A young woman struggling with an eating disorder tries to shift from self-loathing to self-loving.
By Lauren Covalucci
I always liked myself better for what I could be than for what I was — especially when it came to my body.
This started at age 3 in dance class, where the other girls, unlike me, had thin arms and legs. The other girls’ tights, unlike mine, didn’t dig into their waists like a pink belt around teddy bear fluff. Their cheeks didn’t glow red after class. They could do splits.
By the time I was 13, my body had stretched and thinned, leading my teacher to say, “You finally look like a dancer.” Ten years of childhood passion couldn’t get me there, but puberty did.
Nine years later, once puberty had run its course, I learned that I could accomplish a similarly magical transformation by simply not eating.
Thinking back on that time now feels like waking from a nightmare: bolting upright at 4 a.m., blinking and breathing as you try to reorient yourself to reality and reconcile the things you did in dreams with the person you are awake. This is how I give context to memories like the time, nearly five years ago, when I started a loud public fight with my college boyfriend because he had bought me a slice of pizza on a Saturday night.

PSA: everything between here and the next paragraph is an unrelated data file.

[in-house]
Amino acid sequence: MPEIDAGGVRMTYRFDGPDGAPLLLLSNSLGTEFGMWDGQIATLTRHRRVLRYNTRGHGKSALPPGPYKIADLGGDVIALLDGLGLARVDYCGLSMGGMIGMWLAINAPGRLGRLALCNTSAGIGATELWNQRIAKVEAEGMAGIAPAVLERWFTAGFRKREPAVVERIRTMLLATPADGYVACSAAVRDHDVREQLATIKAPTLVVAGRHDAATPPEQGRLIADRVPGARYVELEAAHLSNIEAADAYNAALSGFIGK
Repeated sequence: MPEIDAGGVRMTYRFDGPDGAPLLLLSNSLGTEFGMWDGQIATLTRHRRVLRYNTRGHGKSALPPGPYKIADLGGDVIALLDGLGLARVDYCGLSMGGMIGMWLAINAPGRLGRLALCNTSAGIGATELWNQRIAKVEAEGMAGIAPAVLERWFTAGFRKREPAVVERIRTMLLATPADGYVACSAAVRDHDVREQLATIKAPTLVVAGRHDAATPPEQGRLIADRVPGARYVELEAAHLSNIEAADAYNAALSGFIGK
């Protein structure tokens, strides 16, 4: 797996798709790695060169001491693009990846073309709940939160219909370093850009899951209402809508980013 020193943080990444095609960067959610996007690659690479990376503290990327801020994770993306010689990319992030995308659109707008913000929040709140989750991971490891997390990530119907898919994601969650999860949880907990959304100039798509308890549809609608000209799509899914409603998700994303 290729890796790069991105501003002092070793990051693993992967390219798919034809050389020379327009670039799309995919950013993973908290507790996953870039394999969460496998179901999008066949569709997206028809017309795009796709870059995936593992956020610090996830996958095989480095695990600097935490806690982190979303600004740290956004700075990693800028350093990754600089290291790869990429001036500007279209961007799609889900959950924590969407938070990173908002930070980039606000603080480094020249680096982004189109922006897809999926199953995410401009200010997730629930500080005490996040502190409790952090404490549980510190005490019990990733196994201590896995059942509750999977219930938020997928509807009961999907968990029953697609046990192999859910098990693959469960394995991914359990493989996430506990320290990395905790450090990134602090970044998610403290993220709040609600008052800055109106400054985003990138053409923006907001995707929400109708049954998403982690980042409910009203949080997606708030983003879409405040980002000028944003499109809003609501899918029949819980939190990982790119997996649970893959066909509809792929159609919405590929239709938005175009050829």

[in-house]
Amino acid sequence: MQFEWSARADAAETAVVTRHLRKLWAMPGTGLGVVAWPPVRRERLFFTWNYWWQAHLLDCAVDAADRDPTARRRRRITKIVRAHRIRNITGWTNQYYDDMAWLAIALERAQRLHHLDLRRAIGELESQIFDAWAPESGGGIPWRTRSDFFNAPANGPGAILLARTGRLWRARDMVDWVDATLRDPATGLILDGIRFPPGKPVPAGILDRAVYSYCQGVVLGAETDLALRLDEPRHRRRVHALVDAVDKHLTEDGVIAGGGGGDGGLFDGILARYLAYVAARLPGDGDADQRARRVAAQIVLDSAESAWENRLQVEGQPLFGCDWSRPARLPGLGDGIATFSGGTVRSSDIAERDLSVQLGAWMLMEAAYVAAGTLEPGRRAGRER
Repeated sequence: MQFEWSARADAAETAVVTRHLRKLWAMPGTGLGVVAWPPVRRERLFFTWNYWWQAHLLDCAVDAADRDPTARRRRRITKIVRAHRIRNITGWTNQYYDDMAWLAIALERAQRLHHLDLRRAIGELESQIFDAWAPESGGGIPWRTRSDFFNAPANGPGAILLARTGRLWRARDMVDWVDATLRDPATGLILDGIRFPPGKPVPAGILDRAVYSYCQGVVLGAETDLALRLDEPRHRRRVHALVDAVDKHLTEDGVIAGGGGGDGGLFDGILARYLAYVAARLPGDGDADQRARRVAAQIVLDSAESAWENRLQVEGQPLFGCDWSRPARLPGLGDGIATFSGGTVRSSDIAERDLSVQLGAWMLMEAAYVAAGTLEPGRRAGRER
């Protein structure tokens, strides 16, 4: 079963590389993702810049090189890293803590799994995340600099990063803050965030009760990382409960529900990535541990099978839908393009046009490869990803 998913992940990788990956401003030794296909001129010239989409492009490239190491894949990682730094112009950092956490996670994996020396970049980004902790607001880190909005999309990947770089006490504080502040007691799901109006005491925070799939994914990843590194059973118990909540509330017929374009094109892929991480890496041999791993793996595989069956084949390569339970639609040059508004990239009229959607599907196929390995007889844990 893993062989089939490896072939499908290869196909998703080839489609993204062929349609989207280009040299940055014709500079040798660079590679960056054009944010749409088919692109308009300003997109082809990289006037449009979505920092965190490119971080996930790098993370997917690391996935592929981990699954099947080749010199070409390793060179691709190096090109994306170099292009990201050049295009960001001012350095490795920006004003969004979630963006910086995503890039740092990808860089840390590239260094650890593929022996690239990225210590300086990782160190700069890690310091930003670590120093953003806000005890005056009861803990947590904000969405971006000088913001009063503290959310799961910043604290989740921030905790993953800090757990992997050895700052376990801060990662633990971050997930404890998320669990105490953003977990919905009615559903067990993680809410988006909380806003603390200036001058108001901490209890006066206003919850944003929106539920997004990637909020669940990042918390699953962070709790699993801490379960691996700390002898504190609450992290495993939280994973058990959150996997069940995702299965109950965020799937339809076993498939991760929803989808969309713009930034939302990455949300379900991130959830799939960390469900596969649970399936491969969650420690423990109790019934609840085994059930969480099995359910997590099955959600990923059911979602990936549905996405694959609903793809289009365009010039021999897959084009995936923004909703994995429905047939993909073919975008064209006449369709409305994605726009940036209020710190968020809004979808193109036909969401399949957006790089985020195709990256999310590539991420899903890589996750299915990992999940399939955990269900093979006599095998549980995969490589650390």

My argument went like this: “I said I didn’t want a slice of pizza. I can’t just not eat pizza if I don’t want it. It’s not that easy. You never listen to me. You don’t even respect me enough not to buy me a slice of pizza. When I say no, I mean no.”
Yes, that’s really what I said.
I can’t explain to him what happened because we don’t speak anymore. The breakup was unsurprisingly messy, borne of our emotional mismatch — his optimism (“Can’t you just be happy?”) versus my depression (“That’s not how it works.”). One night, as our hurtful exchanges snowballed, he went for the jugular: “You’ve gained weight.”
Love may feel intolerably complex at 22, but one emotional equation, for me, was starkly simple: skinny + pretty = good.
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